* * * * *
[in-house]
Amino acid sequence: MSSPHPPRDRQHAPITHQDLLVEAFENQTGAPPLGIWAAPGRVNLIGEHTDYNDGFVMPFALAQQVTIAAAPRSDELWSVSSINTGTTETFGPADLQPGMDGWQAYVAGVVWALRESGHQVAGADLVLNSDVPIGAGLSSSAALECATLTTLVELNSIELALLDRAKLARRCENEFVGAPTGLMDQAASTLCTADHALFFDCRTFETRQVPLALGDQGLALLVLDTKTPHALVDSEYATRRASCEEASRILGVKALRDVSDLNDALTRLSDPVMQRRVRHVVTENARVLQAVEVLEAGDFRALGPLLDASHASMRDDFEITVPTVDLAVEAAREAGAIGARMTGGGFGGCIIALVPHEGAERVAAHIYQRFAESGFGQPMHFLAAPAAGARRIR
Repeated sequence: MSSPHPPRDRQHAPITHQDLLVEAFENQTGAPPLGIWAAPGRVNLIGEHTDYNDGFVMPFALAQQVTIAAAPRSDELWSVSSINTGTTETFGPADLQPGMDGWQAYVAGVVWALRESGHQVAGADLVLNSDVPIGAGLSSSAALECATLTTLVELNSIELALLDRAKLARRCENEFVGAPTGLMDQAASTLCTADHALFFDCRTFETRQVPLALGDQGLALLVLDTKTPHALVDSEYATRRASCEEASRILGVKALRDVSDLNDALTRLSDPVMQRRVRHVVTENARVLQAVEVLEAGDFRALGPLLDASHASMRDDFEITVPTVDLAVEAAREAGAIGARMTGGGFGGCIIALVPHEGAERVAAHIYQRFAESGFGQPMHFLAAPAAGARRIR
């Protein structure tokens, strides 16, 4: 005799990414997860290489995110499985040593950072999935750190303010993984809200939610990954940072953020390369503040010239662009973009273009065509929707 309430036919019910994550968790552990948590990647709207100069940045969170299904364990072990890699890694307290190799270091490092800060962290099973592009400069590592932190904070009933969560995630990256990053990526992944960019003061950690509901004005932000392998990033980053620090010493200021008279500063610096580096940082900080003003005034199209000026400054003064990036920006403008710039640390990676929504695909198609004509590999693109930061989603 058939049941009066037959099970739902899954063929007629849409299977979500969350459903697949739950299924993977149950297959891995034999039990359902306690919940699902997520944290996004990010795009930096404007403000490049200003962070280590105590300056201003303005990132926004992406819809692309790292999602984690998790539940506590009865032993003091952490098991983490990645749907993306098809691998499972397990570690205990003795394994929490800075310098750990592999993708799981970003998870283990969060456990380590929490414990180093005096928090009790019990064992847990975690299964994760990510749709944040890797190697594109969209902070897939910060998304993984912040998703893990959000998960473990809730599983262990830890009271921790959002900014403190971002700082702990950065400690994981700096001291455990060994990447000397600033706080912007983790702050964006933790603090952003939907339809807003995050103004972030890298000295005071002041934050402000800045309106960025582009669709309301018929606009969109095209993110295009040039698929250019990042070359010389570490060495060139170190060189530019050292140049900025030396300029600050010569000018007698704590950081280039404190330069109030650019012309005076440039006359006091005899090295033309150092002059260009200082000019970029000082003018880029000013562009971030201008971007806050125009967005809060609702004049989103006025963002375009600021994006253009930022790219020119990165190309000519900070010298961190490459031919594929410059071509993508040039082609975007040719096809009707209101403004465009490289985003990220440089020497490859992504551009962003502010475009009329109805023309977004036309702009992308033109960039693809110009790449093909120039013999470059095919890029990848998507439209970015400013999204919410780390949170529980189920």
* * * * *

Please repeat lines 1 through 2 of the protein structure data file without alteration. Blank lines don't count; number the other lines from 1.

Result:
[in-house]
Amino acid sequence: MSSPHPPRDRQHAPITHQDLLVEAFENQTGAPPLGIWAAPGRVNLIGEHTDYNDGFVMPFALAQQVTIAAAPRSDELWSVSSINTGTTETFGPADLQPGMDGWQAYVAGVVWALRESGHQVAGADLVLNSDVPIGAGLSSSAALECATLTTLVELNSIELALLDRAKLARRCENEFVGAPTGLMDQAASTLCTADHALFFDCRTFETRQVPLALGDQGLALLVLDTKTPHALVDSEYATRRASCEEASRILGVKALRDVSDLNDALTRLSDPVMQRRVRHVVTENARVLQAVEVLEAGDFRALGPLLDASHASMRDDFEITVPTVDLAVEAAREAGAIGARMTGGGFGGCIIALVPHEGAERVAAHIYQRFAESGFGQPMHFLAAPAAGARRIR